This framework can be used to judge whether and why market triggers can affect prices. Some do so, because they have value consequences, some because they affect mood and liquidity, some because they are attention gatherers and some because they have all three effects. Most pricing and volume indicators used by technical analysts, for instance, are pure pricing effects, but since the name of the game in pricing is to gauge shifts in mood and momentum, that is understandable. With companies that have management options and convertibles outstanding, crossing some price barriers can create value effects, by diluting share ownership. With companies that have been operating under the radar, a market trigger can lead to more attention being paid to the company, leading to a closing in gaps between value and price.

So, what effect will crossing the trillion-dollar threshold have on Apple and Amazon? Neither company has options or convertibles that will unlock at the trillion dollar capitalization and thus there should be no value effect. There may be a pricing effect, but it is not clear in which direction. On the one hand, you can argue that for some long term holders of the stock, crossing the trillion dollars may be a culmination of a long and successful journey, leading to selling. On the other hand, there are others who may have resisted both stocks as overpriced, who may decide that this is the time to capitulate and buy the stock. As two of the most widely tracked and followed companies in the world already, it is not likely that there will be any major reassessments in either company, on the part of stockholders, nullifying the gap effect. There is one potential black cloud that comes with the increased attention, at least for Amazon, which is that the company's success may be drawing the attention of anti-trust and regulatory authorities, perhaps putting a crimp on its future growth plans globally. I will return to that issue in my next post.

Market Triggers and Investment Philosophies
If market triggers can have value, price and gap effects, how do you incorporate them into investing? The answer depends upon your investment philosophy:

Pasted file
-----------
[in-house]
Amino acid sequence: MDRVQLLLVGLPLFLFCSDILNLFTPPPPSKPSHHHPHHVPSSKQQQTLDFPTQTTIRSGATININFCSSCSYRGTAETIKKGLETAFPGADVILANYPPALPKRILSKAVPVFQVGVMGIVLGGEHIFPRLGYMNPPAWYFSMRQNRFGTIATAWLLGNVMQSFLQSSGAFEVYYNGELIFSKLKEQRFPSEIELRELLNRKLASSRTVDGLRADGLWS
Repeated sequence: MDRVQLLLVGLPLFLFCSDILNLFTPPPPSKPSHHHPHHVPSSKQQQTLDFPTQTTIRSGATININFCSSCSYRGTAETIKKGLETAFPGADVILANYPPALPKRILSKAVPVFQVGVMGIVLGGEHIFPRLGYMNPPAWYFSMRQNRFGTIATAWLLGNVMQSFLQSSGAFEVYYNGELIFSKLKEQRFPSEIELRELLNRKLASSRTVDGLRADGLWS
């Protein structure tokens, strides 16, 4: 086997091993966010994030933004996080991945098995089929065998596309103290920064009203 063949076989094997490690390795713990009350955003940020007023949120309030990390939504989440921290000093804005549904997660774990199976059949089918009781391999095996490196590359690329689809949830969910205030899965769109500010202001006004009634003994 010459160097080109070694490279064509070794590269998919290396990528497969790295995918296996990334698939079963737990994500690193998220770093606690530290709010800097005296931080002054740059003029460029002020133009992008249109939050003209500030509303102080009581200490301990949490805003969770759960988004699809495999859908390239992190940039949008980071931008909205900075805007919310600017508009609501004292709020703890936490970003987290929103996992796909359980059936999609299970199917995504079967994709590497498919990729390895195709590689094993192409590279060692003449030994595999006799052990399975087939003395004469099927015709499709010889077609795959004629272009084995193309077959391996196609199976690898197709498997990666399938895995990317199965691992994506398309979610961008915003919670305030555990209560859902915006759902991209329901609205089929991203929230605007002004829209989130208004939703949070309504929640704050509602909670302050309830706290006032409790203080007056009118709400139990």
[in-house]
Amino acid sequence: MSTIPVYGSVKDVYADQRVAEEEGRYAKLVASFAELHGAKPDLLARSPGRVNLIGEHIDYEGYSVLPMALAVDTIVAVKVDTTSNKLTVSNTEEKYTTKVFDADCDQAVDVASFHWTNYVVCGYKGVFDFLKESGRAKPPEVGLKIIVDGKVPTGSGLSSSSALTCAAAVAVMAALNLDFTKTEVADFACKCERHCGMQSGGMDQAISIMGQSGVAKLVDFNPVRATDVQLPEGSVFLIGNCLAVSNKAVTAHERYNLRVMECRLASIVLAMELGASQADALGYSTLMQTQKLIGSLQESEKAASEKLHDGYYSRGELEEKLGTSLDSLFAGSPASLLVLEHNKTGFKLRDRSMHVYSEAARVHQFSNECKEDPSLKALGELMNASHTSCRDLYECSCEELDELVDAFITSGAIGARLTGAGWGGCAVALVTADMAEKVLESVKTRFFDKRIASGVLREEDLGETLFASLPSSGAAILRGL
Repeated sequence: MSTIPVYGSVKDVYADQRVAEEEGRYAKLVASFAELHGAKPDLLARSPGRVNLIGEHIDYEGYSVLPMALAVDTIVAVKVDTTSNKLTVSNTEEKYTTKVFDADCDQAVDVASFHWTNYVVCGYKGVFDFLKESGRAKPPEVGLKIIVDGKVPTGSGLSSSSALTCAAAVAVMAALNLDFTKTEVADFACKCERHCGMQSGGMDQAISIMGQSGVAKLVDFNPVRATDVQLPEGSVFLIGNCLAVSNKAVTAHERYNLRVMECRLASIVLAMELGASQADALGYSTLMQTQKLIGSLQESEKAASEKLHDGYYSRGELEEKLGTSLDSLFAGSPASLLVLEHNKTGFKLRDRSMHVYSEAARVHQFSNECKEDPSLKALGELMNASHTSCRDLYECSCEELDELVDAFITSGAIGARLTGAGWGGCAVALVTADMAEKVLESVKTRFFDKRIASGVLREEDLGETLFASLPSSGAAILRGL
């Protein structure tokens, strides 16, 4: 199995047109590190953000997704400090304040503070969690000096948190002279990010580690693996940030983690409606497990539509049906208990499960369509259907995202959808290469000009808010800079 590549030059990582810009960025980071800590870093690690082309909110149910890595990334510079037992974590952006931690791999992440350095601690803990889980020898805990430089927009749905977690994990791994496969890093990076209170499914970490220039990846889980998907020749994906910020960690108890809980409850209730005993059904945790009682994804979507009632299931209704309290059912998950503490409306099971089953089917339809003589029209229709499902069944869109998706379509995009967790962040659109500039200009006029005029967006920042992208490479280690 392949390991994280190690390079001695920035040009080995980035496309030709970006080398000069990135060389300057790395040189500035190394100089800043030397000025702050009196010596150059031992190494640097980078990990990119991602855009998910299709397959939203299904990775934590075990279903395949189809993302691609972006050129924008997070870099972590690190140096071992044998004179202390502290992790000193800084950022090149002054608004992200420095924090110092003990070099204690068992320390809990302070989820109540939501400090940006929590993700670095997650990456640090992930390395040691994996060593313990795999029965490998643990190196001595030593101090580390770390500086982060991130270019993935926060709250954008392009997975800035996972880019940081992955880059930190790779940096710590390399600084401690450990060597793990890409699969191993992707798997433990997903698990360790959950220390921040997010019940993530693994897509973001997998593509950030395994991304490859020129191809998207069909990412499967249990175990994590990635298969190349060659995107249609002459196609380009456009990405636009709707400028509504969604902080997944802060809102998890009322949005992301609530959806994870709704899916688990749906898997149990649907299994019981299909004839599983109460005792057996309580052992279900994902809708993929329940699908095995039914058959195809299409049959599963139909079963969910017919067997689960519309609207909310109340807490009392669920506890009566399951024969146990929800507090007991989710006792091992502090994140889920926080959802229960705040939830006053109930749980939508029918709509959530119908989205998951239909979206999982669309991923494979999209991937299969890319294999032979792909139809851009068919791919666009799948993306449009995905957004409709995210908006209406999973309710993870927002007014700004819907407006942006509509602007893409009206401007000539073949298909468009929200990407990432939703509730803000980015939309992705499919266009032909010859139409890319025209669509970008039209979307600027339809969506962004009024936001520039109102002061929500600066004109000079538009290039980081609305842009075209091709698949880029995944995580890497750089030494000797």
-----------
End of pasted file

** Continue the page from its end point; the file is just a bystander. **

1. If you are a trader: The essence of trading is that you are playing the pricing game, and to the extent that you are, your success will depend upon how well you can ride the trend and how quickly you spot changes in momentum. Thus, it does not surprise me that charting and technical indicators are built heavily around these triggers. If you are a good trader, and I believe that they are some, your strength is in assessing how these triggers change mood  and getting ahead of the market on these shifts.
  2. If you are a value investor: As someone focused on value, your first instinct may be to ignore market triggers, viewing them as a distraction from your central mission of valuing companies based upon their fundamentals, and then buying undervalued stocks and selling overvalued ones. While I understand that focus, I think that you should consider incorporating pricing triggers into your value mission for two reasons. The first is that a few of these triggers have value effects and ignoring them will mean that you are mis-valuing companies. The second is that to make money as a value investor, you not only have to get value right, but you have to trust the market to correct its mistake, by moving price towards value. Since the latter is often out of your control, I believe that one of the keys to being a good value investor is finding catalysts that can cause the price correction. If market triggers can operate as catalysts, incorporating them into your investment process can unlock the value mistake that you have found. 
I am a value investor, albeit one with perhaps a broader definition of what comprises value than some old time value investors, but I do look at pricing triggers, especially with small cap, lightly followed and emerging market companies. Thus, if I value a stock at $6 a share and it is trading at $4.10/share, but its historical low price is $4 (the support line), I may wait to buy it, hoping for one of two outcomes. The first is that it hits the support line and does not drop below it, signaling a positive shift in momentum, indicating that this would be a good time to buy. The second is that it drops below its support line, resulting in a negative shift in momentum and more selling, allowing me to buy the stock at an even lower price. Thus, while my primary decision of whether to buy or sell a stock is driven by value judgments, the question of when to do it can be affected by market triggers.

My Bottom Line
I own shares in Apple and I don’t own any (right now) in Amazon, and I have explained why in prior posts on both companies.  With my Apple shares, I have been rewarded well over my almost three-year holding period, and the question then becomes whether the trillion dollar market capitalization should make a difference in whether I continue to hold the shares. With Amazon, I saw little reason to buy the stock a few months ago, as I noted in this post, where I argued that it was a great company but not a great investment. The question then becomes whether market capitalization crossing trillion dollars changes that assessment. The final judgment has to wait until the next post, where I will revalue both companies, and look at whether the trillion-dollar trigger has made a difference.